MISSOULA, Mont. — A Navy veteran permanently injured after bad surgeries has been awarded $622,739 in a lawsuit against the Veterans Affairs hospital in Salt Lake City.

"This man is a veteran and a proud Montanan, and he was determined to have his day in court," said David Paoli, attorney for James L. Lamb, 69, of Missoula.

"As a citizen, it is important to him that justice was served, and that's an important thing for regular people to see in their justice system," Paoli said.

Lamb accused doctors of botching a hernia operation by mistakenly severing an artery in his stomach. He nearly died of severe bleeding and spent four months at VA hospitals in Salt Lake City and Helena.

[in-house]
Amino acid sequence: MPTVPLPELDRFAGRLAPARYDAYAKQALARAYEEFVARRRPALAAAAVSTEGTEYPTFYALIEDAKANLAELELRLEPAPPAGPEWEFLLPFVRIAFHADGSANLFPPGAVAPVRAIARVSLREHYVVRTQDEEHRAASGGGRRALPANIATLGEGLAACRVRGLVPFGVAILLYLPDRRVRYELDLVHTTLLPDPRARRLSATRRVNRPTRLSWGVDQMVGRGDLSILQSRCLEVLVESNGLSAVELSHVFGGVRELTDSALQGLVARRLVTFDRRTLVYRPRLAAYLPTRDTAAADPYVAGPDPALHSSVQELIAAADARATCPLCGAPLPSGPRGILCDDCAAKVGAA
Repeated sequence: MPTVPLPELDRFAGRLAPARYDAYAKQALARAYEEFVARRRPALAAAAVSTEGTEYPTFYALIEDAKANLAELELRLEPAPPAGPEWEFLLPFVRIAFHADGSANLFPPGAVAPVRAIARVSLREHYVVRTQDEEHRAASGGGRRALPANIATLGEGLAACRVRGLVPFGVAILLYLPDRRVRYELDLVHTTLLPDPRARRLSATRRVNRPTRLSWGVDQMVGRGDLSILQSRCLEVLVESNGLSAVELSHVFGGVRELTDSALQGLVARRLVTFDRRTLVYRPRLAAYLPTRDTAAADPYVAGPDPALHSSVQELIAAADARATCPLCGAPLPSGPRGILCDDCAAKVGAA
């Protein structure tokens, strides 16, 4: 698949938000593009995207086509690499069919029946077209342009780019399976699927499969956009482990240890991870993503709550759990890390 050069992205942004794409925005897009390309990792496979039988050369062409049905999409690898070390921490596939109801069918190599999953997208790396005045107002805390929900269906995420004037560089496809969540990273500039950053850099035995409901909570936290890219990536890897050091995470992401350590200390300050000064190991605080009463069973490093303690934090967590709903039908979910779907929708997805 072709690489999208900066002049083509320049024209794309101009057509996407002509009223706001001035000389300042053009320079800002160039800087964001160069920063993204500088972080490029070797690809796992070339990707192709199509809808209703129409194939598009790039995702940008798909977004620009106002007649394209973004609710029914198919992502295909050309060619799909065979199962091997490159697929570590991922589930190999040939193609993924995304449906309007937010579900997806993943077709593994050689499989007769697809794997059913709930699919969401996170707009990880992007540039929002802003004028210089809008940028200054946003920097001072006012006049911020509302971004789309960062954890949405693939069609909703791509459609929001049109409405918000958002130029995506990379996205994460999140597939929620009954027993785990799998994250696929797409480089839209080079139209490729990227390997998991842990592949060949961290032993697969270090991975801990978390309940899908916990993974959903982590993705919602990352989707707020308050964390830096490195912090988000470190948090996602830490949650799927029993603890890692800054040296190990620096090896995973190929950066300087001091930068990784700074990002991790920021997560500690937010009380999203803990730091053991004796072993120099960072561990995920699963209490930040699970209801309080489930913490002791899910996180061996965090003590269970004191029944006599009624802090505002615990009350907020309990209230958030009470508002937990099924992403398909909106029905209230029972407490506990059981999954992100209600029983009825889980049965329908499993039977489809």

District Judge Donald Molloy in Missoula awarded $1.2 million in damages April 4. But under Utah law, which governed the case, damages for pain, suffering, and inconvenience cannot exceed $430,000.

Molloy also awarded $192,739 for loss of household production and medical bills.

In December 2004, Lamb went to the VA in Salt Lake City for an abdominal operation that was supposed to keep him there overnight. Instead, he was there for more than six weeks because of complications. He had five more surgeries at the hospital.

Lamb requested a transfer to Fort Harrison VA hospital in Helena, where he stayed until March 2005 for skin grafting of a large, non-healing abdominal wound.

He was hospitalized again in November 2007 for a small-bowel obstruction. Two months later, doctors at a VA hospital in eastern Colorado told him that surgery was too risky to solve the problem.

The judge said Lamb has several permanent injuries and now must wear an abdominal binder to contain his organs.

Lamb brought the claim under the Federal Tort Claims Act and was awarded the money following a one-day bench trial.